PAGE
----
PROVIDENCE, R.I. [Brown University] — Fertility procedures such as in vitro fertilization (IVF) require a couple and the doctor to place the risky bet that the multiple eggs they choose to fertilize will produce an embryo that will thrive in the uterus. Researchers cannot biopsy eggs directly because that would destroy them, but a new discovery by professors at Brown University and Women & Infants Hospital could lead to new insights about how eggs develop and ultimately inform judgments about how the embryos they produce will fare. The idea is to examine the genetic material the egg cells discarded when they were first forming, to see which genes they were expressing.
“This opens up a whole new time of life for investigation,” said Sandra Carson, professor of obstetrics and gynecology at the Warren Alpert Medical School of Brown University and director of reproductive endocrinology and infertility at Women & Infants.
Oocytes, or eggs, carry half as much genetic material as other cells in the body because a sperm is supposed to donate the other half of the needed DNA. When an oocyte is formed, it casts off a copy of its DNA into a cellular byproduct called a “polar body.” For years, fertility doctors have looked at the DNA in polar bodies for insight into whether the egg would thrive, but until now, nobody had ever found any copies of the oocyte’s messenger RNA (mRNA), the translated messages of genetic code that are tell-tale signs of which genes are active in a cell. Moreover, no one understood how they could detect mRNA if it was there.
“This research gives us a new technique that might prove useful for looking at how genes are being interpreted by the oocyte,” said Peter Klatsky, a research fellow in Carson’s lab, who will present the research Oct. 25 at the American Society for Reproductive Medicine annual meeting in Denver. “This may in the future allow us to ask questions about whether an egg is healthy and therefore whether or not that egg, once fertilized will develop into a healthy baby.”
Along with Gary Wessel, professor of molecular and cellular biology biochemistry at Brown, Klatsky and Carson reasoned that if each polar body did carry mRNA like the oocyte that spawned it, that would be the next best thing to looking for mRNA in the oocyte itself, which is too destrucive. Polar bodies, they hypothesized, could be a reliable and expendable indicator of gene expression in the egg, at least at one key stage in its development.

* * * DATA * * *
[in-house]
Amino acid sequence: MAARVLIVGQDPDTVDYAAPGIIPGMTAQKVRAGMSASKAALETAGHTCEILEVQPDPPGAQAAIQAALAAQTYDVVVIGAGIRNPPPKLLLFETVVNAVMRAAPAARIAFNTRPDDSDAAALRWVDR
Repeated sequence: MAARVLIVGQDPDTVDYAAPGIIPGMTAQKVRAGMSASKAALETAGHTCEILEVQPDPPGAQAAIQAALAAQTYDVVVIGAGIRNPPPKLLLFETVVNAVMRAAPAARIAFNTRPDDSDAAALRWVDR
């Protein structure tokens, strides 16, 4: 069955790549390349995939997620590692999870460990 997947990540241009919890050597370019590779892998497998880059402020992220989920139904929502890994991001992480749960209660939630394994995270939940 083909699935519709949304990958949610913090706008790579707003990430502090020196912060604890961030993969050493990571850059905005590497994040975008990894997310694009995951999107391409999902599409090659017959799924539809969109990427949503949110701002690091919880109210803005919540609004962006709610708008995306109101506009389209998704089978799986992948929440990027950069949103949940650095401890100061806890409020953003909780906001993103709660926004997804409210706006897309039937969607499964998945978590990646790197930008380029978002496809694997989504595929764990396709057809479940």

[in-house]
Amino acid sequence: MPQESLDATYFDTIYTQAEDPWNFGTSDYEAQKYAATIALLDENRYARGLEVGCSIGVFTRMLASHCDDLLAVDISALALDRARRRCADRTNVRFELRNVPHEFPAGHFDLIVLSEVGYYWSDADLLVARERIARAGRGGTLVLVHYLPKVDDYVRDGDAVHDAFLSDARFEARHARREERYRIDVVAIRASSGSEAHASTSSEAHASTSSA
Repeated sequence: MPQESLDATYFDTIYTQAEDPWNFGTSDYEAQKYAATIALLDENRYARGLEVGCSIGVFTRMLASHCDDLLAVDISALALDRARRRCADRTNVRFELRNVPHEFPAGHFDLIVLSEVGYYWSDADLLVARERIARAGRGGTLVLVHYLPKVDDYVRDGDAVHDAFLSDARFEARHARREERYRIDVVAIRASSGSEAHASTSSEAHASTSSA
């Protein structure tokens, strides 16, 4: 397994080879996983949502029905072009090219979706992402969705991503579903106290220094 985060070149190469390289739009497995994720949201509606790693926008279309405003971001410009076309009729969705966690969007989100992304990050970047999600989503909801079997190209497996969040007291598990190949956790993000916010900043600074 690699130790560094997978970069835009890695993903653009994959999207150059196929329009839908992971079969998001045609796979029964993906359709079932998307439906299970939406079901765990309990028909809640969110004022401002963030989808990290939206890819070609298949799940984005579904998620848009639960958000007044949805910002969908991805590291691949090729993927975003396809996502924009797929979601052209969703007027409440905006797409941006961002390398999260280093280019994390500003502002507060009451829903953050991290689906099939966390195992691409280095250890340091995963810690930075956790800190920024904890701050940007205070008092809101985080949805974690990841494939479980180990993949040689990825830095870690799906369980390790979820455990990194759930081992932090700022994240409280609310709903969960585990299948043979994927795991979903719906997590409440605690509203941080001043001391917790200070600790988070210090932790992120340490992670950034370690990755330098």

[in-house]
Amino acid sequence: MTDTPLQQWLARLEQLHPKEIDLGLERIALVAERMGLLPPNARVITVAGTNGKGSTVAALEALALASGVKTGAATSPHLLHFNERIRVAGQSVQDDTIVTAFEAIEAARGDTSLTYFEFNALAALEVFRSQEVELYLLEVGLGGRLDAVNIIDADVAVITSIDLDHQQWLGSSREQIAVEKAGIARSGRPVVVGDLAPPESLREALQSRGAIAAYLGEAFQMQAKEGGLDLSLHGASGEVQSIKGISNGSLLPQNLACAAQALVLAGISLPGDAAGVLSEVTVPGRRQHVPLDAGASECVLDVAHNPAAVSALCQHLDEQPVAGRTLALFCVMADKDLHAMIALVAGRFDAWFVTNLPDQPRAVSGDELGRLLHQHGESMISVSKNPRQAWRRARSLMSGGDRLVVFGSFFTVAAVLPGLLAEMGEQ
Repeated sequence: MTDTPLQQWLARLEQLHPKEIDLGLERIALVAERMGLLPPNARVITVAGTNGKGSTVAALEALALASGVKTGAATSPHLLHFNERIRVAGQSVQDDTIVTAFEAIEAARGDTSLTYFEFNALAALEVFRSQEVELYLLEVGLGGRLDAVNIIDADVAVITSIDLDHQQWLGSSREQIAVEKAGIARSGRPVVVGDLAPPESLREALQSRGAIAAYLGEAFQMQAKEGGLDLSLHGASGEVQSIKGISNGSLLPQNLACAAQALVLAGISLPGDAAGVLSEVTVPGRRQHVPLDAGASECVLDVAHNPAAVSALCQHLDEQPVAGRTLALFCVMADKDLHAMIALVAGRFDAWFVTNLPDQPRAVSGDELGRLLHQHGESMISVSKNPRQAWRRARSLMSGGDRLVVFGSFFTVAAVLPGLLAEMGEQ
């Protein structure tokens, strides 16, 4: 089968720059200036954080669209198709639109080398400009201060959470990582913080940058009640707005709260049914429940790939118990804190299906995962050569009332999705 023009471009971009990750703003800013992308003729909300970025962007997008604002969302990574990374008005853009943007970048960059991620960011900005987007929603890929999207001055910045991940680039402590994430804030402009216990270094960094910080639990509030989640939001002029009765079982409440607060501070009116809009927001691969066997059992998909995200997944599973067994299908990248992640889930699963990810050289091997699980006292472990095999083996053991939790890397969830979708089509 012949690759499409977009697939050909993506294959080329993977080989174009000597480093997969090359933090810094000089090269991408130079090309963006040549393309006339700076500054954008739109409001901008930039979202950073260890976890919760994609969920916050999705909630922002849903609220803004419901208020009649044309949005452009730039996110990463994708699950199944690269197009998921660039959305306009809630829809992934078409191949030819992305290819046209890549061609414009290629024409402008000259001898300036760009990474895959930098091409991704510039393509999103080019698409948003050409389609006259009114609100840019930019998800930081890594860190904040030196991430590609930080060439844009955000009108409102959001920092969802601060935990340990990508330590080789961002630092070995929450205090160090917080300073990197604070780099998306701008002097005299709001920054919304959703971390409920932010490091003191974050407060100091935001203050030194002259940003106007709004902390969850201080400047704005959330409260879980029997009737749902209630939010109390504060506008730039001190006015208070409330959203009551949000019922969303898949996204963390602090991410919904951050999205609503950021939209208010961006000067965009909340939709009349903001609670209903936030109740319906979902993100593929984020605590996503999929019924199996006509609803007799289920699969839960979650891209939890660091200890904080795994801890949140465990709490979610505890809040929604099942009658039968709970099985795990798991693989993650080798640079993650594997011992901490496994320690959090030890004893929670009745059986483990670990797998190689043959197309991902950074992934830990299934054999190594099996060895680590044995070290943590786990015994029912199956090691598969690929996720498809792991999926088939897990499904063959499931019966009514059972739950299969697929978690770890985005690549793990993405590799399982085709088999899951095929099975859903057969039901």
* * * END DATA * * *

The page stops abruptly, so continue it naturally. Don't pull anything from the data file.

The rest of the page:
“Our hypothesis was that along with the discarded DNA, there is cytoplasm and in that cytoplasm there could be information in the form of mRNA and that information could tell us what’s going on in that oocyte,” Klatsky said.
In a series of experiments with donated human oocytes and polar bodies, the trio succeeded in becoming the first to detect tiny amounts of mRNA in polar bodies. Furthermore, they were able to show that the abundance of mRNA in each egg cell correlated with their ability to find it in the polar body, suggesting that what’s expressed in the egg is present in the polar body.
“Now that we’ve figured out that you can detect it, the next question is does it tell you something about the health of the egg,” Klatsky said.
Supporting cast of stars
Achieving these results was no easy task. The amount of mRNA is so small, on the order of quadrillionths of grams, that the team had to develop a new procedure for amplifying it using polymerase chain reaction, a method of making copies of DNA. A key step was to break with tradition and not try to isolate mRNA to amplify it. Instead, Wessel said, they took steps to retool the polymerase chain reaction process to find the mRNA itself.
To perfect the technique, the team practiced on sea stars (also known as starfish) that Wessel has long studied in his basic biological research on fertilization. At the single-cell level of eggs, sea stars work much like people, Wessel said, but they produce a lot more eggs and polar bodies and those are much easier to study.
“Starfish have been amazingly important for understanding how oocytes develop to become fertilizable,” Wessel said. “We can get a few or a dozen eggs from people each month but a starfish has about 10 million eggs.”
With an interest in fertility, Wessel has long kept in touch with clinicians working with humans at Women & Infants. Carson directs those efforts — Klatsky is a fellow in her division — and so they all forged a collaboration.
Administrators backed them up. One measure of how risky their hypothesis was is that all $100,000 of funding for their research came from internal sources: seed grants awarded from the Office of the Provost at Brown University and from the Center of Excellence in Women’s Health at Women & Infants Hospital.
Now that the gamble has paid off in mRNA, the team is pushing ahead to find out whether it can inform both the basic understanding of eggs, and the ultimate promise of improving fertility treatment.